At a time when fashion is in a state of flux, we're looking to the industry's next generation of influencers as a guiding light. This New York Fashion Week, Refinery29's Future of American Fashion series is highlighting the designers, brands, and retailers we're betting on big. The future starts here.
In fashion, there's a tricky balance for a designer to build a brand with longevity in mind, while also not growing too quickly. Loeffler Randall’s Jessie Randall seems to have this down pat. Since starting her label in 2005, Randall’s oh-so-now shoes, navy velvet mules, leopard calf slides, and metallic leather ankle boots, have landed on stylish smart women like Rashida Jones and Jessica Alba. When she eventually launched bags in 2012, they received the same A-list treatment. Since then, Randall has expanded to outerwear, designing cheetah-print fur baseball jackets and white shearling coats that round out the holes in her woman’s closet. But rather than “launching” full blown statements season after season, Loeffler Randall’s approach is more about honing in on Randall’s own sense of creativity.
“Everything that we do here is really driven out of things that I love,” she says. Using her own needs and interests as a compass, Randall says she dabbles in things that make her feel “joyful.” “Shoes [are] the core of what we do and we also have a handbag line,” she continues. “We have gotten into other categories in small ways, and we’re going to continue to do [so].” Her 2015 outerwear capsule, for instance, came about because it seemed like a natural extension of the Loeffler Randall world. “A coat really completes your whole outfit, it’s something that you get a lot of bang for your buck because you’re wearing it so much and it can really be a statement piece in your wardrobe,” she explains. That Randall was able to play up the line-up’s similar synergies — leather, for example — was only a plus.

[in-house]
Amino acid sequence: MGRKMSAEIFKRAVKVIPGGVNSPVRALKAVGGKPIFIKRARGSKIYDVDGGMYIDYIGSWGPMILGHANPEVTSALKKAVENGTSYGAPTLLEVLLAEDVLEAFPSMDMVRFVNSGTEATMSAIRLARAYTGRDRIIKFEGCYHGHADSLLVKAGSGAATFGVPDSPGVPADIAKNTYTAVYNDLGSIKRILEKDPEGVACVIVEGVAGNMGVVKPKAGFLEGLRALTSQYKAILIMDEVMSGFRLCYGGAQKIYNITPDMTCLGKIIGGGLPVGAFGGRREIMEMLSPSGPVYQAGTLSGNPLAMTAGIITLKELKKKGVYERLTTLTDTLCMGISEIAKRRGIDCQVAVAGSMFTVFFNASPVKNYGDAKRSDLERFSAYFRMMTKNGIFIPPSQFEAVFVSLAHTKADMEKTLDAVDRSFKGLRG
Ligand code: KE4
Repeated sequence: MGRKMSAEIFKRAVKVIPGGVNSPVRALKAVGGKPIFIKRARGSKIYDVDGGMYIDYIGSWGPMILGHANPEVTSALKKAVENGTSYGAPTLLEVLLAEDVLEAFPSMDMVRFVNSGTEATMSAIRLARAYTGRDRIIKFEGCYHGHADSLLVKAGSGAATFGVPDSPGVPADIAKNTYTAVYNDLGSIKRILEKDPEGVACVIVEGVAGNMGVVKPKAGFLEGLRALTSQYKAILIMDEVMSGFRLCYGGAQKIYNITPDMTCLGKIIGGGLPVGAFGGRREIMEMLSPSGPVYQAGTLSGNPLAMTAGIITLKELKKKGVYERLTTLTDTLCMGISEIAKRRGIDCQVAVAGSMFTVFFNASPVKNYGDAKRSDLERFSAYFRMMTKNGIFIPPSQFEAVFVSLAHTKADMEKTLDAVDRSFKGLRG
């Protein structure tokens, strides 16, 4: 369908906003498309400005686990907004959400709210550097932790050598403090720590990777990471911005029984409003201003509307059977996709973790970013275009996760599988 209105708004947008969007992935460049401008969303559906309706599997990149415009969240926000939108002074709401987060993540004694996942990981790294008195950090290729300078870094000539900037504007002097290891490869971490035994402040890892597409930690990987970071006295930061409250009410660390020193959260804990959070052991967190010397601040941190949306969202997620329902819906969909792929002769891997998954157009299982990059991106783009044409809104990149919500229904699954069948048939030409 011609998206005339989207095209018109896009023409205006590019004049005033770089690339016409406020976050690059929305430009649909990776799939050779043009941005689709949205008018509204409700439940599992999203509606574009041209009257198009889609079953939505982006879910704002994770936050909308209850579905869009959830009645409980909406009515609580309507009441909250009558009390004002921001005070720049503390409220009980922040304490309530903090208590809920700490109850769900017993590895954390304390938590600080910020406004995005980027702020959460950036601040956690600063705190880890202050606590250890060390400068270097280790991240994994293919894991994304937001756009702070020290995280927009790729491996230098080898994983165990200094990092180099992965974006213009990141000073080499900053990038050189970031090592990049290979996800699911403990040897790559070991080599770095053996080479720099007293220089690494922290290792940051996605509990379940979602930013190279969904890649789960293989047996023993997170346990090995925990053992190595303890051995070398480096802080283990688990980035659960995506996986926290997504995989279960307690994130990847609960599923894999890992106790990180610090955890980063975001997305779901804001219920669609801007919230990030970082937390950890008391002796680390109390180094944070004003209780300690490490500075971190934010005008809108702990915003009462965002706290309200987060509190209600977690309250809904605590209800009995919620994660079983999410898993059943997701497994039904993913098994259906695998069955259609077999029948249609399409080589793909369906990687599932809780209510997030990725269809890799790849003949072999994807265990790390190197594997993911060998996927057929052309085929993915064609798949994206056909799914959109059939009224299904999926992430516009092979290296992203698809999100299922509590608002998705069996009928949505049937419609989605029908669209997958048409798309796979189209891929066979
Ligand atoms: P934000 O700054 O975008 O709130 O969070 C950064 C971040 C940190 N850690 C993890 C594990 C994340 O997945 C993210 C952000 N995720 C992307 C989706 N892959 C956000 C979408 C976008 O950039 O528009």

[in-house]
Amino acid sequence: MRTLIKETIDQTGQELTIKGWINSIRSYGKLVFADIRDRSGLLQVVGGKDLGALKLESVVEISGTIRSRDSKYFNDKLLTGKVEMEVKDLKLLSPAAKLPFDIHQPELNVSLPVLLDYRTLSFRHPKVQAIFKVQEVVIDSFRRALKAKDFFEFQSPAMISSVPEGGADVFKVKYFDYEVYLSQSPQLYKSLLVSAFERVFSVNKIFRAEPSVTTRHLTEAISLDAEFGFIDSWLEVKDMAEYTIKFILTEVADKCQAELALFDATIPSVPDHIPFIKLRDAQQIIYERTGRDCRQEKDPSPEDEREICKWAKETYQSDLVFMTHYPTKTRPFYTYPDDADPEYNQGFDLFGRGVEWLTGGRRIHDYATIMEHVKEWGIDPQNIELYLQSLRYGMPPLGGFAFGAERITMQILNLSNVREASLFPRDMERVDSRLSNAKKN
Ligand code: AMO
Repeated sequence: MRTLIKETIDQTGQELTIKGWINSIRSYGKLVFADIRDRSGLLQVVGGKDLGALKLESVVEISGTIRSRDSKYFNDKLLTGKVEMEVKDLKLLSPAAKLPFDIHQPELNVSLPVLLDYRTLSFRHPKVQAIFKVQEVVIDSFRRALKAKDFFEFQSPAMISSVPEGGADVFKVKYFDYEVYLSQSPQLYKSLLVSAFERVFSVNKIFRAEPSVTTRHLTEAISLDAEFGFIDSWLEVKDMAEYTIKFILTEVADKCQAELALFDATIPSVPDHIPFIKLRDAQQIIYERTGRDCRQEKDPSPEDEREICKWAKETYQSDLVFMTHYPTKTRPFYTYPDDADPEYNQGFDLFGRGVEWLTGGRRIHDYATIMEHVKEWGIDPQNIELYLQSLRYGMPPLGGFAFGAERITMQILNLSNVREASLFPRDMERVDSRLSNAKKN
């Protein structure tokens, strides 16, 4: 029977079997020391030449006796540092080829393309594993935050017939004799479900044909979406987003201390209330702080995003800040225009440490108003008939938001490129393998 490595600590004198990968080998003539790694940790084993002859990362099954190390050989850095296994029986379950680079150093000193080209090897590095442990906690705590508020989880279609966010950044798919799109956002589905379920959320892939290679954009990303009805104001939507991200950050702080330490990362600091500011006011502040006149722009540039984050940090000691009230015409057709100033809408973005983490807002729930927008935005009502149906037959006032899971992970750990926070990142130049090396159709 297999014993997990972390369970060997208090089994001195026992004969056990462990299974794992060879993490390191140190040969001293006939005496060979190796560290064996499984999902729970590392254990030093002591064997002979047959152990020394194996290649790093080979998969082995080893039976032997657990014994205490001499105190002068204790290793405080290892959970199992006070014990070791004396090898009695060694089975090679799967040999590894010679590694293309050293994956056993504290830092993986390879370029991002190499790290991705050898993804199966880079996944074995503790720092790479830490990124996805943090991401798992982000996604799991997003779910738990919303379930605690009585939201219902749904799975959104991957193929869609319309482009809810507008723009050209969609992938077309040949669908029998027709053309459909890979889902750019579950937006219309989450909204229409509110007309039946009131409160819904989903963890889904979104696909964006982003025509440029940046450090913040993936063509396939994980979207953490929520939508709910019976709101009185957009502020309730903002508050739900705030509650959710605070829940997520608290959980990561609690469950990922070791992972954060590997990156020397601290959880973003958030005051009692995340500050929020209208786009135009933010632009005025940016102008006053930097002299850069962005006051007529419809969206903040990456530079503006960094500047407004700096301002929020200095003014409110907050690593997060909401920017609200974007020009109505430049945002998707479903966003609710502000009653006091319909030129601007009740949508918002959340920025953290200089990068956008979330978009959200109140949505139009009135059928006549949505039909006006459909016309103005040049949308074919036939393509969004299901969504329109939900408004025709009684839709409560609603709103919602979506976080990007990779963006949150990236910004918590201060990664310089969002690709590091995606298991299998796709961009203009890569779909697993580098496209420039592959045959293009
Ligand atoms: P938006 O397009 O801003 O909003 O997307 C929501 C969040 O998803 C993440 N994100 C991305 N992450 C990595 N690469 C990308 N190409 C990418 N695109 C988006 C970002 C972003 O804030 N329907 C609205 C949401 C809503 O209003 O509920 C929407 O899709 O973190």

A Direct Dialogue
A lot has changed in the nearly 13 years since Randall started her line, including how she connects with her customer. Though she does work with wholesale partners like Club Monaco, she has made it a point to focus on custom product and exclusive drops on her very own website to create an instant relationship with her woman. “I love being able to offer something to our customers directly that they can’t get anywhere else and it’s that direct connection with the girl as opposed to it coming through someone else’s audience that matters,” she says. As of now, 20% of the brand’s business comes through their site and they are experiencing double digit sales growth in both direct to consumer and wholesale channels.
This curated point of view extends to the details, too. Last holiday, Randall profiled three illustrators on their LR Stories blog and when thinking about the gift wrap that came with online orders, it was only natural that she asked them to collaborate. “I care about those little touches that make such a difference,” she says. “It’s a very natural extension.”
Her woman has also become more sophisticated as she shops, requesting more “seasonless” product from Randall, like her $350 Lulu mule. “She can take it on a beach vacation and wear it in the wintertime,” she says of its versatility (the designer happens to wear hers with Jessie Kamm pants). “The things that perform the best for us are these things that she can really wear anywhere.” And this "work smarter not harder" concept has lifted the business overall for Randall, who says, “I don’t want to jinx it because I’m super superstitious, it takes more effort to achieve growth these days, but for us it’s not dark times.”